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Inside Sudan's prisons: Sudanese protesters speak out

Sudan's National Intelligence Security Service, blamed for the arrests and detention of some 2,000 protesters in the past month, are using torture, activists say. 

By Reem AbbasCorrespondent / July 16, 2012



Khartoum, Sudan

The last time Gamal Abdelrahim saw his wife was on July 3, the day that Sudanese government security agents arrested her in her office for her alleged role in street protests against the government that began in June and have persisted for weeks.

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Mr. Abdelrahim went to the Khartoum offices of Sudan’s National Intelligence Security Service to give medicine and clothes to his wife, Nahid Jabralla, a prominent women’s rights activist. She was alive and well then, four hours after her arrest, Abdelrahim says. Since then, however, he has not heard anything about her.

"Some indicators imply that she is in Omdurman Women's Prison in a separate zone completely isolated from other parts of the prison and 100 percent controlled by the Security Organ," he told the Monitor in an e-mail interview. Abdelrahim’s is concerned for his wife’s health: she is due for surgery this month.  

Ms. Jabralla is just one of some 2,000 Sudanese civic activists, students, opposition party members, and journalists who have disappeared into Sudan’s jails and detention centers over the past few weeks in a government crackdown against growing dissent. The current wave of protests were initially sparked on June 16, by anger over government austerity measures, such as cutbacks in subsidies over food, housing, and school fees. Protests have now spread from Khartoum to other cities, and many demonstrators now say they will only stop when the current regime of President Omar Al-Bashir has fallen.

It may not have reached the level of an Arab Spring, but it is a season of discontent that clearly has the Sudanese government worried.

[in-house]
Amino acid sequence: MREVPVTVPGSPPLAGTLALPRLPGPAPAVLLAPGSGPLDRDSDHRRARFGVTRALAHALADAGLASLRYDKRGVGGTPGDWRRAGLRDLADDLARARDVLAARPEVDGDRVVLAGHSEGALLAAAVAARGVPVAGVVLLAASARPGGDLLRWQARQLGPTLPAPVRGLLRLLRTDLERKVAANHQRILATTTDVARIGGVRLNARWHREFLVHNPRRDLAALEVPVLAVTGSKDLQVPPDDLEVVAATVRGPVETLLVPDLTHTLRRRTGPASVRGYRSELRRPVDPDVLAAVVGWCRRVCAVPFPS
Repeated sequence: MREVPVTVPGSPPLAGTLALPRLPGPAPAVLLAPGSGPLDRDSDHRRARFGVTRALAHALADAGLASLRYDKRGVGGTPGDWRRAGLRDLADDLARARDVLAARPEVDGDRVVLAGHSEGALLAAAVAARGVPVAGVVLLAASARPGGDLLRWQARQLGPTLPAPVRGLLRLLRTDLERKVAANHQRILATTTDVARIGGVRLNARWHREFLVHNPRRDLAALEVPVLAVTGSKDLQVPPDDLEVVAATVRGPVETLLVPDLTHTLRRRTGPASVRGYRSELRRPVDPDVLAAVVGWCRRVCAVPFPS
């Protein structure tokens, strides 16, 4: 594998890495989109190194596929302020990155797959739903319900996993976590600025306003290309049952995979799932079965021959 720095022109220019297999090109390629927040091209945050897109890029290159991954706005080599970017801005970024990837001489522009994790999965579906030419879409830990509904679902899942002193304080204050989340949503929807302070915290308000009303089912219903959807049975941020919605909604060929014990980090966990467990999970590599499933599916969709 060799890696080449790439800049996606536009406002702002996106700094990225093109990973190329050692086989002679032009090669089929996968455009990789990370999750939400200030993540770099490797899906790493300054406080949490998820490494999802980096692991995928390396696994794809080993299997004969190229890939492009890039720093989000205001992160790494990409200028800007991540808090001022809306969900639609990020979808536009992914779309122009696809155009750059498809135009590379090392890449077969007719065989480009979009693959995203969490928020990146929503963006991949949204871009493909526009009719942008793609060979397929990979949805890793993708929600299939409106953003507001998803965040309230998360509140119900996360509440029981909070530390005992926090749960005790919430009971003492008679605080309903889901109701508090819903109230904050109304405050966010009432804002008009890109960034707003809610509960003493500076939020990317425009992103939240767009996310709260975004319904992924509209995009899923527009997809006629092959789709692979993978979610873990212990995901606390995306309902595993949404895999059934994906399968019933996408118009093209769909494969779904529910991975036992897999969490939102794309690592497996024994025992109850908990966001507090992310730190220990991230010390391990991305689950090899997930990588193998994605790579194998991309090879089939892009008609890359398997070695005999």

“Instead of responding to the protesters’ concerns, the Sudanese government appears to be targeting select individuals for their presumed political views,” says Daniel Bekele, Africa director of Human Rights Watch. “Sudan should immediately release those detained for engaging in political protests and respect their right to exercise freedom of expression and association.”

Unlike the Tunisian and Egyptian protesters, who swarmed into central chokepoints and shut down capital cities, protesters in Sudan have focused primarily on university campuses, where the protest movement began. Sudan has also received much less news coverage, in part because Sudan has deported several foreign journalists, and restricted the number who can come in to the country.

Harsh treatment backfires for government?

The harsh treatment of protesters – which rights groups such as Amnesty International and Human Rights Watch say includes torture – seems to be backfiring. Instead of discouraging more protests, each round of mass arrests and detentions simply sparks another wave of protests. On Monday July 16, some 300 Sudanese lawyers took to the streets in Khartoum to protest the Friday arrests.

The latest batch of arrests – at least 40 women, demonstrators say – occurred on Friday, after a protest organized by a youth group called Girifna. Girifna (the group’s name means “We’re Fed Up”) has been calling for nonviolent resistance campaigns to overthrow the Bashir regime. Last week, they choose to honor Sudanese women, both the female students at the University of Khartoum who started these protests back in mid-June and the mothers of those protesters who have been detained.

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